professornana (professornana) wrote,


I clicked on a link in my Twitter feed yesterday about selecting books for reading aloud in the Common Core Classroom. I clicked because I have seen precious little about reading aloud in the new CCSS hype. So, I naively assumed this would be a post indicating that reading aloud is still an important part of any classroom. Turns out I was WRONG. The first tip off was the statement that selecting a book for reading aloud was no longer something a teacher could do a couple of minutes before class began. Now, perhaps there is someone out there who selects read aloud choices randomly and in a rush. However, the educators I know give a great deal of consideration to what they will read aloud to their students. I know I do. I have a favorite read aloud that opens my class in children's lit and one for YA lit. I select other books to read aloud during our time in class together. it is not rushed or haphazard; it is planned and purposeful. The implication that before CCSS teachers selected materials for reading aloud without giving it careful thought was IMHO an insult.

But the piece went on to talk about the qualities that a good read aloud selection would possess in terms of CCSS. Nowhere in the deliberations was there concern about response to the read aloud. Instead it was all focused on hitting standards. There is a word for this, one I first saw used by Patrick Shannon in the early days of NCLB: commodification. Here is the definition of commodification:
Commodification is the transformation of goods, ideas, or other entities that may not normally be regarded as goods into a commodity. That is what this piece on reading aloud had done. it had taken a creative act and made it into a product, one that would fit the standards.

Now, I am not opposed to reading aloud from time to time as an introduction to a lesson (and I have written about this use of reading aloud in chapters of books edited by Kylene Beers and others). However, to turn reading aloud into a lesson instead of a chance simply to enjoy and appreciate language and word play is commodification at its worst. It calls to mind the 24 page teacher's guide I once saw for a children's picture book (the book was 32 pages in length) or the spoof-y guide to Goodnight Moon that included these essay questions:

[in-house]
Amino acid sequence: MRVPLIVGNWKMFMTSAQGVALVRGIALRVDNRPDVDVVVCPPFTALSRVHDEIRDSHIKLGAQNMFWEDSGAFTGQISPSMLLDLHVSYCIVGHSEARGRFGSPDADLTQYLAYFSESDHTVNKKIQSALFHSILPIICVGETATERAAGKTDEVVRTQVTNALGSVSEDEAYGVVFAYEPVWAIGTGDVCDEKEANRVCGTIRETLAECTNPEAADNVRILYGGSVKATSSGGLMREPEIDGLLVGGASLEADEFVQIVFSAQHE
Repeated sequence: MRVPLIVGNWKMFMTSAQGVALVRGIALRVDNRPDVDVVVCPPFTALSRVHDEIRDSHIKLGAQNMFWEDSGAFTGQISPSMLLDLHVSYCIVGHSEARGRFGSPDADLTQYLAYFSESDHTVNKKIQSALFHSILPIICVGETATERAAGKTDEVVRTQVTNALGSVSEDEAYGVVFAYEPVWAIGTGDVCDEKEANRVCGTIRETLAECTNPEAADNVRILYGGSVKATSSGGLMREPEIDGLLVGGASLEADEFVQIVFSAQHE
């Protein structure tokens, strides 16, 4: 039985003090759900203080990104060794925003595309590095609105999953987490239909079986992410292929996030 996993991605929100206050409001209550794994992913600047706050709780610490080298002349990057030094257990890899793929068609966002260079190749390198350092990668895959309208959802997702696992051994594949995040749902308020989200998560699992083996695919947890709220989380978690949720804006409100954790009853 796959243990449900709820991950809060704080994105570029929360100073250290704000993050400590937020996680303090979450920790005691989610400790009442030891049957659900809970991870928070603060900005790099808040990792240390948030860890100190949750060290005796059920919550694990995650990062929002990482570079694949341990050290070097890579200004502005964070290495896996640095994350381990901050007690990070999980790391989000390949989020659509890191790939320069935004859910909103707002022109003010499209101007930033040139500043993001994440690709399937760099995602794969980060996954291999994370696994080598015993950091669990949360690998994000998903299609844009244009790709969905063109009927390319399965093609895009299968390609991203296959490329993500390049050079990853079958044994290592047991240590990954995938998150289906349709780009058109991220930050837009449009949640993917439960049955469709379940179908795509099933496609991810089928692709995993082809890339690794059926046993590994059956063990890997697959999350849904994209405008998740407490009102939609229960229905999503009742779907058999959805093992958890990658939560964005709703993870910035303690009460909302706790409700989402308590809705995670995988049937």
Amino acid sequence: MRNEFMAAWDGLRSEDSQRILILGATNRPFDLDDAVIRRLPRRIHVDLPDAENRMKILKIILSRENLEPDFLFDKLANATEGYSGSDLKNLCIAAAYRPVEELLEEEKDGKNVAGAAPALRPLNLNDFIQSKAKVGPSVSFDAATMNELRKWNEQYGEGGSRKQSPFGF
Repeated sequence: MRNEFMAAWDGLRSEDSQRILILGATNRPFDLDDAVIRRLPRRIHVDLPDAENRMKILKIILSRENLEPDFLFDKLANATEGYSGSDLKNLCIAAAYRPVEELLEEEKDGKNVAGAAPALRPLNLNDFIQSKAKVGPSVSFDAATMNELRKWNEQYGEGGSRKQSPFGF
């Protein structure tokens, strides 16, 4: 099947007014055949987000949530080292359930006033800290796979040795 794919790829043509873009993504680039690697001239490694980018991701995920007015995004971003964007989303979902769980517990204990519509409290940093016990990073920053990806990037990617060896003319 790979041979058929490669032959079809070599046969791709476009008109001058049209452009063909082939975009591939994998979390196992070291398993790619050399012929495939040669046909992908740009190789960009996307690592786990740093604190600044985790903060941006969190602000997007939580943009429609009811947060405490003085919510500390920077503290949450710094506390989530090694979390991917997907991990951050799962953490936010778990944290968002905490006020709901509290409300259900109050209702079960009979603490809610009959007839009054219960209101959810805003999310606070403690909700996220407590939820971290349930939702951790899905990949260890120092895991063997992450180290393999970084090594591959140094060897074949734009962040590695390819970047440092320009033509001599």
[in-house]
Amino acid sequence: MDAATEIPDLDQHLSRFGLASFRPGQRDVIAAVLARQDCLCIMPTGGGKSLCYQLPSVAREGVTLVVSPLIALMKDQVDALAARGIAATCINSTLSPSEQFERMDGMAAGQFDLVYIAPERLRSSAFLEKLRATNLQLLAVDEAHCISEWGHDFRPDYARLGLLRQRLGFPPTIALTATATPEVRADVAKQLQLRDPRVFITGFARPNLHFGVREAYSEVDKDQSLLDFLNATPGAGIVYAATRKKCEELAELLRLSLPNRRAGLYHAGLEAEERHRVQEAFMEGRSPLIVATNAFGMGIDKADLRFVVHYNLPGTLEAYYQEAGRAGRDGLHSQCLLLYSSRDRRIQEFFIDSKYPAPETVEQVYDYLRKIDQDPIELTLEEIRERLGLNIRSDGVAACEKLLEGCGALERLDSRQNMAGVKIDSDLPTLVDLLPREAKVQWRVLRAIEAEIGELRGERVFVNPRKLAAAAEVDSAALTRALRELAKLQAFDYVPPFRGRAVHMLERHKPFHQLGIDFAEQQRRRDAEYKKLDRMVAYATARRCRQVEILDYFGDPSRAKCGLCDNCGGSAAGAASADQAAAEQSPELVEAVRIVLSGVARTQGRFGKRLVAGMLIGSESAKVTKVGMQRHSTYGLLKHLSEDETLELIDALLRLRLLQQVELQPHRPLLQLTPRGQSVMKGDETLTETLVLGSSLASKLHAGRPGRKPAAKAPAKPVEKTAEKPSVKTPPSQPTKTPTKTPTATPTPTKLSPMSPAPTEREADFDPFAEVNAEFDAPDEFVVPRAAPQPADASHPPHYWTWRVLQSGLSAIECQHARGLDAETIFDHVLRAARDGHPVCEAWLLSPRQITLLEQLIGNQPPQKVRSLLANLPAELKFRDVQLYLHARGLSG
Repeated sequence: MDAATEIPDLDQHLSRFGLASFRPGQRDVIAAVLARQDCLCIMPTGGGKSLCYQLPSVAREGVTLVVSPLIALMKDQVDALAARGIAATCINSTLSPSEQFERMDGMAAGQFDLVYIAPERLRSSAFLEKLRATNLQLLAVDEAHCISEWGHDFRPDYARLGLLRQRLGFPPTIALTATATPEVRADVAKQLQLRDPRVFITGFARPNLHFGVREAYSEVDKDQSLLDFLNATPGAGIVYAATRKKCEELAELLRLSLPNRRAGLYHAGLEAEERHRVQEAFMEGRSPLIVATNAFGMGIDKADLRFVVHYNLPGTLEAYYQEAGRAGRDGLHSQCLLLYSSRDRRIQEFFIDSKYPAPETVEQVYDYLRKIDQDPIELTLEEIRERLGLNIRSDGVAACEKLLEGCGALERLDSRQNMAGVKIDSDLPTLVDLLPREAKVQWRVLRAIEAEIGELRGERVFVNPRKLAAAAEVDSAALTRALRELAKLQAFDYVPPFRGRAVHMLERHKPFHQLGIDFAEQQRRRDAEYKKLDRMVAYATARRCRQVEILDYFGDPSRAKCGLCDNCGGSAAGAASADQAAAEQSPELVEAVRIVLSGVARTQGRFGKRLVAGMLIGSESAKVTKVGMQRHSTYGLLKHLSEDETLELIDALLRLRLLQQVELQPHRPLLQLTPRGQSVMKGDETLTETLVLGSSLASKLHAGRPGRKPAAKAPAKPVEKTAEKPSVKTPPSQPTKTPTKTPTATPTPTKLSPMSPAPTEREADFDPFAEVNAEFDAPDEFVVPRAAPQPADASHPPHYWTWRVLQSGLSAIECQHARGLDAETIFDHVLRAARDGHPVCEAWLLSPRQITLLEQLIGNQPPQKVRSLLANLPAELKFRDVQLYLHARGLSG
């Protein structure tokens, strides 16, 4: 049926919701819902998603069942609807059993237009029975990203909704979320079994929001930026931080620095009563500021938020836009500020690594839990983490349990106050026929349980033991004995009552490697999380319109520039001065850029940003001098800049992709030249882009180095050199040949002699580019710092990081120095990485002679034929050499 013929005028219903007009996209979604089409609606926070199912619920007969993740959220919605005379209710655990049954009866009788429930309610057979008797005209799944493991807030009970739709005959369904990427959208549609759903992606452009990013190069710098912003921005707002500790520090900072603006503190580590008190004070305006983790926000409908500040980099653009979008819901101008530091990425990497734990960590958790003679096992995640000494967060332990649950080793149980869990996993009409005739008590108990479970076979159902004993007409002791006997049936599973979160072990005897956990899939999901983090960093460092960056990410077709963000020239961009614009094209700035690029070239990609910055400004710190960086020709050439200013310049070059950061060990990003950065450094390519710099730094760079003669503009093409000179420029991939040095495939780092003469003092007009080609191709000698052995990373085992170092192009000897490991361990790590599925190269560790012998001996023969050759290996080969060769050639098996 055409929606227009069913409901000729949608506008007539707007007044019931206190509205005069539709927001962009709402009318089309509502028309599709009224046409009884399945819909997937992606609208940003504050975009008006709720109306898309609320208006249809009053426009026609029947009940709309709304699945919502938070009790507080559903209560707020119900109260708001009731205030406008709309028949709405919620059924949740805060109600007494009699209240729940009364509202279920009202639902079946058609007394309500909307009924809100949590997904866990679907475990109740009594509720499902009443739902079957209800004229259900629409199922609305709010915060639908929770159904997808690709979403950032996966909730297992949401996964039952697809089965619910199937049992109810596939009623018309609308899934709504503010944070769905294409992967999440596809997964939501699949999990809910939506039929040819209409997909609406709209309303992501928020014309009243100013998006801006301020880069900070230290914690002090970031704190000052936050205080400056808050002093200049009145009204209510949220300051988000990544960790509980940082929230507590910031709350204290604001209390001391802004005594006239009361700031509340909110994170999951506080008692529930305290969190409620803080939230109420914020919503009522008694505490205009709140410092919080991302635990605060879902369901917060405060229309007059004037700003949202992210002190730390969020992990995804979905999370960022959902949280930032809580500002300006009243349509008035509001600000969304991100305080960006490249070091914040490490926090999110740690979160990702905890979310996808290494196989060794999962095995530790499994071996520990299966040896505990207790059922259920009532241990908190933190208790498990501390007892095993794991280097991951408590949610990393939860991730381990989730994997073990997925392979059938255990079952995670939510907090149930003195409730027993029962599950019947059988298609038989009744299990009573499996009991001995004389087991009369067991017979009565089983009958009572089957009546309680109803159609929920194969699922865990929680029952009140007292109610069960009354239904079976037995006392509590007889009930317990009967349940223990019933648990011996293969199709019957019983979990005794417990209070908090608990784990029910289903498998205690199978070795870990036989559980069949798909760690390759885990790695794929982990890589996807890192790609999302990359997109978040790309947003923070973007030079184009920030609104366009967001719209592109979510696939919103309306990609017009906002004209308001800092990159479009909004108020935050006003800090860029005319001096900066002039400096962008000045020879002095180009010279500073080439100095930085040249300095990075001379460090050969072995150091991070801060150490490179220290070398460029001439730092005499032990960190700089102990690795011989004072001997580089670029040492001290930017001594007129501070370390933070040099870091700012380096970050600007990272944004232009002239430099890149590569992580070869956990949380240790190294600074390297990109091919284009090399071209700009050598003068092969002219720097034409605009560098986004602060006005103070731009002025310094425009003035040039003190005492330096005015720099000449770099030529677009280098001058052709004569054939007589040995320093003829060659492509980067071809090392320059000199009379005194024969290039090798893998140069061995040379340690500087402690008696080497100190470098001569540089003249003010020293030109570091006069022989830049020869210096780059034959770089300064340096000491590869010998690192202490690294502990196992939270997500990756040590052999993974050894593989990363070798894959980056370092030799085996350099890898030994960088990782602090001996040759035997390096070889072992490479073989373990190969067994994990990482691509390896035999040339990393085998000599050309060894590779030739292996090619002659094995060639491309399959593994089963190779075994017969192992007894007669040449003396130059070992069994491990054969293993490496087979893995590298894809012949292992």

1) Analyze the scene in which the bunny says goodnight to the lighthouse in relationship with the rest of the book. Cite textual evidence whenever possible.

2) Compare and contrast Goodnight Moon with The Sun Also Rises. Whose sentences are simpler: Brown's or Hemingway's?

3) What have you said goodnight to? Analyze what that says about you. Try not to cry.

It IS funny, right, but I worry that if we continue to commodify reading aloud, free reading, and other elements that are important to the development of lifelong reading we will destroy the first and (IMHO) primary purpose of authentic texts: pleasure.

I have more to say about commodification, but that can wait for another post. In the meantime, think about those books you will share with your kids this year. Think of the care and consideration that you gave to the FIRST book you would share. My suspicion is that you selected the book because it created a strong response in you and you knew that it would do the same for your kids. Thank you for thinking about KIDS and not STANDARDS first.
Tags: commodification, reading aloud, selecting texts
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